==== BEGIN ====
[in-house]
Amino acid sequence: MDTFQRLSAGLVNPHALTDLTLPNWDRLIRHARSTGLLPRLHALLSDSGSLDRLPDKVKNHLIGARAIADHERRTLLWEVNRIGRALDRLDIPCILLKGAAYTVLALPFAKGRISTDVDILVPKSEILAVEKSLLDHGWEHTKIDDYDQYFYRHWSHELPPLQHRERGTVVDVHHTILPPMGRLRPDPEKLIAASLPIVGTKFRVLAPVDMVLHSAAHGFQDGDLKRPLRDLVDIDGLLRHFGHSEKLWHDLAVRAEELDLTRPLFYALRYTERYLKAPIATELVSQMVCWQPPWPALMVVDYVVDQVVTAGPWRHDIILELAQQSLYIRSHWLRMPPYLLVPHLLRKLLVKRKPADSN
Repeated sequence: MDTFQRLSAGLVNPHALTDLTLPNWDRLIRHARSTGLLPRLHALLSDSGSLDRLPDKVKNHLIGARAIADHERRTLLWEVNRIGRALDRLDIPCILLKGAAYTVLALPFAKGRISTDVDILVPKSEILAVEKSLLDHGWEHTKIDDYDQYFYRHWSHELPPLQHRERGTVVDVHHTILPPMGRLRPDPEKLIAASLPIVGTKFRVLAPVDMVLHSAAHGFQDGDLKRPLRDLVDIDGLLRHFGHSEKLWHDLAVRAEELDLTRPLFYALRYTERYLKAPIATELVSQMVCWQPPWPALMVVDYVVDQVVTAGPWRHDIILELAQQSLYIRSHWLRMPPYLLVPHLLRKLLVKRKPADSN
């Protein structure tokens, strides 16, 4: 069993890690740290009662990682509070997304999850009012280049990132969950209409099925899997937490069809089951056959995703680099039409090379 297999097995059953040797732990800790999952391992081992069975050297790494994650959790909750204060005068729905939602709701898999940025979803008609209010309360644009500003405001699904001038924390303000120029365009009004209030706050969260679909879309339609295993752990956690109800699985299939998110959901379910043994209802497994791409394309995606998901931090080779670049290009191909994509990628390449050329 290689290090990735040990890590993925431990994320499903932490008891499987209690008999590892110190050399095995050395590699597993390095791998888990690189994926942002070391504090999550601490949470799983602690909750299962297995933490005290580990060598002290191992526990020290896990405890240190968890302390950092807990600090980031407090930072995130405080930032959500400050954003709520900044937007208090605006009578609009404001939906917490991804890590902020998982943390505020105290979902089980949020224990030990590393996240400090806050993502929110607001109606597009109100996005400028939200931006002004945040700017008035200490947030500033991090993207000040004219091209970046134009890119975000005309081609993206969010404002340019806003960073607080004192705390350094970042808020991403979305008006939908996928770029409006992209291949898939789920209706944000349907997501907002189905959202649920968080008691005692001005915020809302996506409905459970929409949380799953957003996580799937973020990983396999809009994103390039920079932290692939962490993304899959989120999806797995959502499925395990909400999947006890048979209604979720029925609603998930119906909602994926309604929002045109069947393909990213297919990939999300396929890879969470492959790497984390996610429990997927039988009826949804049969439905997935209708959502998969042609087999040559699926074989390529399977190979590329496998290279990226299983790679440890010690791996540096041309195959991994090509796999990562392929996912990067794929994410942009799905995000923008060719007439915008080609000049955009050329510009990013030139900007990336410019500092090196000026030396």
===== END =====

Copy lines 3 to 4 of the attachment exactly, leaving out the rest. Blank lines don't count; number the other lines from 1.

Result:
Repeated sequence: MDTFQRLSAGLVNPHALTDLTLPNWDRLIRHARSTGLLPRLHALLSDSGSLDRLPDKVKNHLIGARAIADHERRTLLWEVNRIGRALDRLDIPCILLKGAAYTVLALPFAKGRISTDVDILVPKSEILAVEKSLLDHGWEHTKIDDYDQYFYRHWSHELPPLQHRERGTVVDVHHTILPPMGRLRPDPEKLIAASLPIVGTKFRVLAPVDMVLHSAAHGFQDGDLKRPLRDLVDIDGLLRHFGHSEKLWHDLAVRAEELDLTRPLFYALRYTERYLKAPIATELVSQMVCWQPPWPALMVVDYVVDQVVTAGPWRHDIILELAQQSLYIRSHWLRMPPYLLVPHLLRKLLVKRKPADSN
């Protein structure tokens, strides 16, 4: 069993890690740290009662990682509070997304999850009012280049990132969950209409099925899997937490069809089951056959995703680099039409090379 297999097995059953040797732990800790999952391992081992069975050297790494994650959790909750204060005068729905939602709701898999940025979803008609209010309360644009500003405001699904001038924390303000120029365009009004209030706050969260679909879309339609295993752990956690109800699985299939998110959901379910043994209802497994791409394309995606998901931090080779670049290009191909994509990628390449050329 290689290090990735040990890590993925431990994320499903932490008891499987209690008999590892110190050399095995050395590699597993390095791998888990690189994926942002070391504090999550601490949470799983602690909750299962297995933490005290580990060598002290191992526990020290896990405890240190968890302390950092807990600090980031407090930072995130405080930032959500400050954003709520900044937007208090605006009578609009404001939906917490991804890590902020998982943390505020105290979902089980949020224990030990590393996240400090806050993502929110607001109606597009109100996005400028939200931006002004945040700017008035200490947030500033991090993207000040004219091209970046134009890119975000005309081609993206969010404002340019806003960073607080004192705390350094970042808020991403979305008006939908996928770029409006992209291949898939789920209706944000349907997501907002189905959202649920968080008691005692001005915020809302996506409905459970929409949380799953957003996580799937973020990983396999809009994103390039920079932290692939962490993304899959989120999806797995959502499925395990909400999947006890048979209604979720029925609603998930119906909602994926309604929002045109069947393909990213297919990939999300396929890879969470492959790497984390996610429990997927039988009826949804049969439905997935209708959502998969042609087999040559699926074989390529399977190979590329496998290279990226299983790679440890010690791996540096041309195959991994090509796999990562392929996912990067794929994410942009799905995000923008060719007439915008080609000049955009050329510009990013030139900007990336410019500092090196000026030396």